|Create Date||April 22, 2018|
|Last Updated||May 11, 2018|
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Peter and Jesus Lorna Laister Sermon 16 22April 2018
What do you think about when I say the name Peter? Peter in the gospels.
“rock” disciple? fisherman? volatile – impulsive? Church leader?
Peter’s life had been stormy. And full of contradictions – many ups and downs
He walked on water – until he was distracted and sank like a stone!! Matthew 14:28-30
Peter declares that Jesus is the Christ and Jesus tells him that he will lead the church Matthew 16:13-19
Then straight after that Jesus rebukes him Matthew 16:21-23
In the garden peter risked his life to defend Jesus John 18:10 The Voice (VOICE)
Then during Jesus’ trial Peter denied Jesus 3 times and the cockerel crowed. John 18:10; 17;25-27
The week before the Passion Peter had been on one emotional roller coaster!
John’s 21:1-22 where Jesus is alive and comes to see the disciples for the third time after his resurrection
Read John 21:1-14
There are mini-miracles in this big miracle.
(1st): In verse 11: Peter is given miraculous strength to pull in the net; Verses 6: tells us that seven men were unable to do this. SLIDE
(2nd): The fact that the net did not breaking is also unusual and perhaps miraculous. Jesus takes something ordinary and does something extraordinary with it.
(3rd): The fire of coals and the cooked breakfast of fish; Were almost certainly miraculous.
Quote: Warren Wiersbe:
“There is a vast difference between sonship (being saved); And discipleship (following the Lord). Not all Christians are disciples. When Peter sinned, he did not lose his sonship; But he did fall away from his discipleship. For this reason, Christ repeated his call; ‘Follow me’”
Read John 21:15-22
Note: 3 Question and 3 answers:
In these three responses from Simon Peter; The memory of his three denials are wiped away, and so 3 times Peter is commissioned by Jesus, to ‘feed his sheep’ - the restoration is complete. Peter heard—perhaps for the first time clearly—the simple call of his Master: “Follow Me” (John 21:19).
Leadership from the perspective of God is very different. Only one quality is required: a willingness to follow Jesus Christ. Your calling is unique because your journey will be unlike anyone else’s.
three important lessons from the call of Peter in John 21:1–23.
1.When God offers an opportunity to change what looks useless into something really good, be open to change.
- When He plans to move you in a new and challenging direction, expect a period of deep soul-searching. 3 times Peter had denied Christ. Now Jesus gave him 3 opportunities to confess him in public
- When He makes it clear that you are to follow Him in this new direction, focus fully on Him and refuse to be distracted by comparisons with others. Beware the power of comparisons!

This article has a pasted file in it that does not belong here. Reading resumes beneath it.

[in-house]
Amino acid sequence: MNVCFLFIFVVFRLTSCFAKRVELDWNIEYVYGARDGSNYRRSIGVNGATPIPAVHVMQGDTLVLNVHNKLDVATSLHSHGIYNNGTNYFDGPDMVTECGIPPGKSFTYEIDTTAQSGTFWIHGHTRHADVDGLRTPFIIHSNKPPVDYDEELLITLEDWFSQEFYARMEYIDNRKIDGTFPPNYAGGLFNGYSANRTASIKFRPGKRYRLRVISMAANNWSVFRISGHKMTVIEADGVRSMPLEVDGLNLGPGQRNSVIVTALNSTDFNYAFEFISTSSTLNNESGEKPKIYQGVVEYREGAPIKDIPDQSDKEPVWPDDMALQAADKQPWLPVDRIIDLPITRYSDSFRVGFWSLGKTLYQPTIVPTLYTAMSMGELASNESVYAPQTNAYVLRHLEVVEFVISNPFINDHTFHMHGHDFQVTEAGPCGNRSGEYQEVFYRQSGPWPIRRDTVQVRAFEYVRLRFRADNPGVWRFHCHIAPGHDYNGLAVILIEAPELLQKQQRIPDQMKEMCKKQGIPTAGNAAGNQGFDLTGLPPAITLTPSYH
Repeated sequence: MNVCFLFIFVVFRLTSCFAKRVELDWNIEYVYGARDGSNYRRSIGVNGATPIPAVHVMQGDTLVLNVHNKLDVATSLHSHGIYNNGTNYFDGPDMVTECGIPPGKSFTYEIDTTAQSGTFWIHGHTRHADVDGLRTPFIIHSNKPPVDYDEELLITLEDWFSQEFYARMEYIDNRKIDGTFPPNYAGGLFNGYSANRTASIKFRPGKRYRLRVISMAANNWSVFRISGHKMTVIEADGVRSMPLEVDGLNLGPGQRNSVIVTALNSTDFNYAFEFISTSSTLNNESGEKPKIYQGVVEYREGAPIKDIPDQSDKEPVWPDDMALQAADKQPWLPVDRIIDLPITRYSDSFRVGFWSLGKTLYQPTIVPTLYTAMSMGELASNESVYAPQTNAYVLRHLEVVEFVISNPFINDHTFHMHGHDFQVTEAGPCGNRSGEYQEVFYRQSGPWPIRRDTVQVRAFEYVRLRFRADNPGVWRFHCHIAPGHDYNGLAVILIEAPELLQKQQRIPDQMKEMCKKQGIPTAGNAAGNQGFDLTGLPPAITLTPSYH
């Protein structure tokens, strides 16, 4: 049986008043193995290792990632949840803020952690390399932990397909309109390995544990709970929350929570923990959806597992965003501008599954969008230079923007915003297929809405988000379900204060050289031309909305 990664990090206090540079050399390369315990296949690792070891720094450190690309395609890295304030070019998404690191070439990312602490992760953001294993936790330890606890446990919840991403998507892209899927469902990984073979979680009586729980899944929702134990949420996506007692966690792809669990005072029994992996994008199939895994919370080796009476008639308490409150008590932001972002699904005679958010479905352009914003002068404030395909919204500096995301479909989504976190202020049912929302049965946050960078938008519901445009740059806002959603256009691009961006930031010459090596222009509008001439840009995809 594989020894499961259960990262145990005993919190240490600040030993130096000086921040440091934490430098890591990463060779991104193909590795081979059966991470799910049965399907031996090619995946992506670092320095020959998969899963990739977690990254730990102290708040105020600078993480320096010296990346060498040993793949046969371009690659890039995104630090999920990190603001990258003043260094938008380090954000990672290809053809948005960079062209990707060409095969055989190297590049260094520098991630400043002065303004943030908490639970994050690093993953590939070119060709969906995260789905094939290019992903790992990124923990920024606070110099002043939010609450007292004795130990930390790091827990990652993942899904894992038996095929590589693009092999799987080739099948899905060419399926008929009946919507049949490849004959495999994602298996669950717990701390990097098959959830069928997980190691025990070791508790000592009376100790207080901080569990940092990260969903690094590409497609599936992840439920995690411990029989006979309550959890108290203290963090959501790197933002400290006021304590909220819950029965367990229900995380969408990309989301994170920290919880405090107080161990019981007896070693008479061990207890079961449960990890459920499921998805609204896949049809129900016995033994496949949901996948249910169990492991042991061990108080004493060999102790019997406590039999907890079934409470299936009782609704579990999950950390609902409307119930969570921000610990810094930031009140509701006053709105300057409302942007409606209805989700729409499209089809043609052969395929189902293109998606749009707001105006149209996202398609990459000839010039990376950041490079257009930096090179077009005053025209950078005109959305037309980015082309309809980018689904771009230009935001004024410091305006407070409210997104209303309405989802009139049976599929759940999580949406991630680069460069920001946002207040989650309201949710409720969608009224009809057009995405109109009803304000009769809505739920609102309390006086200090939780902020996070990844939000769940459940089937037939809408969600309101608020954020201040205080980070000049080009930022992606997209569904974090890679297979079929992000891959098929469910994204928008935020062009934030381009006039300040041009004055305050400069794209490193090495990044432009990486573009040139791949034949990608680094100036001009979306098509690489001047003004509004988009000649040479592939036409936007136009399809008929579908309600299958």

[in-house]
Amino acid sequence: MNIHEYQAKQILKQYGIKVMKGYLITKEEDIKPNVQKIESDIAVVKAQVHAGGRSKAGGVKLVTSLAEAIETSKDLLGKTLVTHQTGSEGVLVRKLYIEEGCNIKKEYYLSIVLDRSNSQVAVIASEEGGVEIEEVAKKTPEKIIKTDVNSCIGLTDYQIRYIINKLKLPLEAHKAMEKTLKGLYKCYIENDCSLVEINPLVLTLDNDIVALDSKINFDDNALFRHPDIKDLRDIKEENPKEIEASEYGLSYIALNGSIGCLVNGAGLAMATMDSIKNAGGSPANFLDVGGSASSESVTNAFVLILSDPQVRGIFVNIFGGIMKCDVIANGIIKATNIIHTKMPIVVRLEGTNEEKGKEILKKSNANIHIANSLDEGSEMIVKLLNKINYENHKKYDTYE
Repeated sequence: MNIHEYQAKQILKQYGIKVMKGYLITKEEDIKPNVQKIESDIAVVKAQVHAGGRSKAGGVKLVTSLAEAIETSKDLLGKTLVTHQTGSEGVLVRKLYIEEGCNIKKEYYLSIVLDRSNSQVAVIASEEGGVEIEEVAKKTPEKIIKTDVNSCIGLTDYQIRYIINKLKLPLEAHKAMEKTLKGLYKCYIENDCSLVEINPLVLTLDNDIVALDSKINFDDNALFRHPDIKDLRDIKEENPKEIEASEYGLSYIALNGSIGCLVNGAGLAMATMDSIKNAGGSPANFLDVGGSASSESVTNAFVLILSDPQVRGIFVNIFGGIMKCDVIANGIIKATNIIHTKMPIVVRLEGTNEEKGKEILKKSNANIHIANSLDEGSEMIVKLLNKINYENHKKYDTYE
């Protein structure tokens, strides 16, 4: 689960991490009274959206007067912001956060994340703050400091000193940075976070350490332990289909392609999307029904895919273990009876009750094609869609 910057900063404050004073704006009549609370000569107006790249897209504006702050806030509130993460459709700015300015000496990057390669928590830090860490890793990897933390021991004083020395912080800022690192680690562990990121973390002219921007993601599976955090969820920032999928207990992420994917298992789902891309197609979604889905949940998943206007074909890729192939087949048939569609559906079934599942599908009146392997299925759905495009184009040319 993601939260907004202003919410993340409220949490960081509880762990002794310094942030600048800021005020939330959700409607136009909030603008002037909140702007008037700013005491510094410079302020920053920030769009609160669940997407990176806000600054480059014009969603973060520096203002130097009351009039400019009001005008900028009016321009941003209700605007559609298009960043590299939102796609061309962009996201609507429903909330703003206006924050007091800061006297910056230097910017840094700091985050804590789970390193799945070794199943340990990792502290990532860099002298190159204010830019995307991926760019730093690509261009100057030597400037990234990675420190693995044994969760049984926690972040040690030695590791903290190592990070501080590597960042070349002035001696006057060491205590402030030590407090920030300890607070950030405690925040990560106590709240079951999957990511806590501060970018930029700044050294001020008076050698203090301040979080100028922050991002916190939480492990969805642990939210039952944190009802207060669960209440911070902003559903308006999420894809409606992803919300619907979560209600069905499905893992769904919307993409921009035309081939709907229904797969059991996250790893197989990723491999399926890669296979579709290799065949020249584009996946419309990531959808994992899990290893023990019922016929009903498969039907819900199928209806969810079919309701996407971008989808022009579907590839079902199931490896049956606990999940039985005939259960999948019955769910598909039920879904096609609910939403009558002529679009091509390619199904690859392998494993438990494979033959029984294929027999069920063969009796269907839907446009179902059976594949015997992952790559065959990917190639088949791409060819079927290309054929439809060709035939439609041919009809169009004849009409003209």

John 19:26–27. Peter must have thought, who am I compared to Mr. Faithfulness?
But Jesus clarified the issue. John was responsible for John. Peter was responsible for Peter. And each had only one command to heed: “Follow Me.”
You are unique. You see we are all clay pots. Damaged beyond repair – at the human level. We are NOT a finished creation. Your last action does not define you – because it is redeemed already. God works with broken people to reveal his glory. God heals us and mends us.
|This Japanese art-form is called “Kintsubi”. The broken pots are mended with pure gold. The flaws are not hidden – in fact they are highlighted. Every single one is individual.
Because we are unique we reflect Jesus differently. A unique vine branch if you like that bears different grapes. Rest in your uniqueness.
TWO SIMPLE APPLICATIONS TO FINISH:
(a). I'm responsible for my actions
Everyone here today is responsible for our own actions.
Jesus tells Peter (and us) to get on with what God has told us to do, and let others do the same!
(b). I'm responsible for my God given talent
Jesus gave Peter the command “to feed his sheep and to follow him”: To do that he also enables us, he gives us the gifting/talent we need.
If anyone had disqualified himself as the leader of the Christians, it was certainly Peter. The one who denied he had anything to do with Jesus. He didn’t want that relationship when the situation grew tense. Why would God want an emotional, inconsistent, emotional person to lead the people of God? Jesus did.
After Peter came to realise he was nothing apart from Christ, he became a rock-solid leader. As his story unfolds in the book of Acts, we can clearly see that when Peter fixed his eyes on Jesus and followed Him, others followed too. And they followed by the thousands.
What we see in this story of the miracle of the fish is that a few minutes with Jesus in control, accomplished what a whole night of human efforts failed to do.
Jesus has impacted the disciples’ lives in a way that changed them forever. They can’t go back.
This seaside reunion with the risen Lord changed everything. Peter learned that being a disciple requires one primary qualification: a willingness to follow. A willingness to say “Yes!”
Ever since the night Judas betrayed Jesus and Peter denied knowing Christ three times, Peter has felt small. He has felt he betrayed Jesus too. Matching the three denials, Jesus has Peter re affirm his love for Him three times. At the same time, Jesus reaffirms Peter’s call to ministry each time by challenging him to serve as a leader. The conversation on the beach that day affects him profoundly. From then on, Simon Peter is one of the most humble followers of Jesus, but he is also one of the great leaders of the early church, as Acts explains.
The disciples all learn a lesson that day. No matter what someone may have done, the Master wants the miracle of forgiveness to restore that person to be whom He made and called him or her to be.